"This further confirms to Iowans this is not the same Trump we once knew," said Steve Deace, a conservative Iowa talk show host who has endorsed Mr. DeSantis. "This Trump only attacks Republicans from the left."
Mr. Trump's advisers are mindful that abortion was a political loser for Republicans in the 2022 midterm cycle. Mr. Trump himself, when a draft of the court opinion undoing Roe leaked publicly, told advisers it would hurt his party's electoral chances.
So as he looks ahead to the general election, Mr. Trump - the front-runner for his party's nomination by a wide margin in national polls - has tried to avoid taking a clear position in the hopes of not alienating additional voters.
"I'm almost like a mediator in this case," Mr. Trump told Ms. Welker. Pushed on whether he would support a federal ban, he said: "It could be state or it could be federal. I don't frankly care."
Marjorie Dannenfelser, the president of S.B.A. Pro-Life America, who had previously described Mr. Trump's presidency as "the most consequential in American history for the pro-life cause," indicated she was less than thrilled by Mr. Trump's attack on Mr. DeSantis's anti-abortion legislation. Yet she did not directly criticize him for it.
"We're at a moment where we need a human rights advocate, someone who is dedicated to saving lives of children and serving mothers in need," Ms. Dannenfelser said on Sunday morning in response to Mr. Trump's comments on "Meet the Press." "Every single candidate should be clear on how they plan to do that."
She added, "It begins with focusing on extremes of the other side, and ambition and common sense on our own. Anything weaker than 15 weeks as a federal minimum standard makes no sense in this context."
A spokesman for Mr. DeSantis, Andrew Romeo, responded to Mr. Trump's attack by criticizing the former president for suggesting he could negotiate with Democrats on abortion, adding that the "disastrous results of Donald Trump compromising with Democrats" while he was president included "$7 trillion in new debt" and "an unfinished border wall."
Former Vice President Mike Pence, a strict social conservative who has run to the right of everyone in the Republican presidential field on the abortion issue, cast his former running mate's comments in stark moral terms.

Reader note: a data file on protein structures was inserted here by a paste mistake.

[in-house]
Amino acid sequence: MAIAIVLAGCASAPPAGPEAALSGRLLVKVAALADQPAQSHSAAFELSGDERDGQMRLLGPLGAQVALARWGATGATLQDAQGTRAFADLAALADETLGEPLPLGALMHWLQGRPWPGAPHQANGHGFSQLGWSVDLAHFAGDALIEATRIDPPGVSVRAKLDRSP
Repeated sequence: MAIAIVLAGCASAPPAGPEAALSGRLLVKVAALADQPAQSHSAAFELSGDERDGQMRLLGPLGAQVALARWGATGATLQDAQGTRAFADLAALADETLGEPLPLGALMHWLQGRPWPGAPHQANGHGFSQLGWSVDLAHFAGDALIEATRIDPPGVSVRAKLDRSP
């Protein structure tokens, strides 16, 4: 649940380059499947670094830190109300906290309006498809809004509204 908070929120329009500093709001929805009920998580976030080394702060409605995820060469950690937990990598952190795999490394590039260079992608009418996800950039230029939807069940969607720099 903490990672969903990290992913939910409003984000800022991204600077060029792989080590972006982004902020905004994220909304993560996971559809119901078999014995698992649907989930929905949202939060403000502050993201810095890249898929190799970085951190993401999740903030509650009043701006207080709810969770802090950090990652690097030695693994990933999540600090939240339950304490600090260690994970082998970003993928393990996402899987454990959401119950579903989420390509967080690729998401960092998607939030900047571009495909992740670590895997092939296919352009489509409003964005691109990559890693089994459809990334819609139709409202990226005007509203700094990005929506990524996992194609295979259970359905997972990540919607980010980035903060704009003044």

"Donald Trump continues to walk away from the pro-life legacy of our administration," Mr. Pence said in a statement Sunday morning. "There's no negotiating when it comes to the life of the unborn. We will not rest, we will not relent, until the sanctity of life is restored to the center of American law in every state in the nation."
Trump Slams DeSantis' Abortion Ban as 'A Terrible Mistake'
..... As the frontrunner in the GOP primary, Trump stated that he would work with Democrats to pass abortion legislation and criticized DeSantis' six-week ban in Florida.
Trump suggested that a number of weeks or months could be determined to make both sides happy, referencing the fact that 92 percent of Democrats do not support abortion after a certain period of time. When asked if he would sign a 15-week federal abortion ban, Trump said he would negotiate with both sides and seek peace on the issue, without explicitly stating his position.
Conservatives criticized Trump for his comments, with some saying that compromising on abortion would not win him the support of abortion advocates. Pro-life activists expressed disappointment in Trump's willingness to compromise on pro-life laws and called for him to remain steadfast in his stance.
Marjorie Dannenfelser, the President of SBA Pro-Life America, thanked Governor DeSantis for signing the Heartbeat Protection Act into law and indirectly responded to Trump's comments by emphasizing the importance of a candidate who is dedicated to saving lives and serving mothers in need.
Trump's critique of DeSantis comes as he seeks a third candidacy for the presidency, competing against DeSantis and a range of other GOP and Democratic candidates. DeSantis, who currently holds the number two position in the GOP primary, is trying to close the gap with Trump while also facing competition from former Vice President Mike Pence, former United Nations Ambassador Nikki Haley, and entrepreneur Vivek Ramaswamy.
Trump's criticism of DeSantis and his support for abortion legislation have raised concerns among socially conservative Republican primary voters, particularly in Iowa where evangelicals play a significant role. Trump's discomfort with the abortion issue has been apparent since the repeal of Roe v. Wade, and he has avoided taking a clear position on a federal ban on most abortions at 15 weeks.
Having appointed three conservative justices to the Supreme Court, Trump's role in overturning Roe v. Wade is expected to be a focus for Democrats in the 2024 general election if he becomes the nominee. Furthermore, the fact that other Republican governors, such as Iowa's Kim Reynolds, have signed similar abortion bans adds to the perception that Trump is attacking Republicans from the left.
Trump's advisers are aware that abortion was detrimental to Republicans in the 2022 midterm elections, and Trump himself expressed concerns about the electoral impact of overturning Roe. In an effort to appeal to a broader base of voters, Trump has taken a more moderate approach, positioning himself as a mediator on the issue and stating that he doesn't care whether a ban is implemented at the state or federal level.
However, critics argue that compromising on abortion would be a mistake and that the sanctity of life should be the central focus of American law. Former Vice President Mike Pence, known for his strong anti-abortion stance, condemned Trump's comments and emphasized that there is no room for negotiation when it comes to the life of the unborn.
Overall, Trump's criticism of DeSantis and his ambiguous stance on abortion have sparked controversy among conservatives, raising questions about his commitment to the pro-life cause and potentially alienating socially conservative Republican primary voters.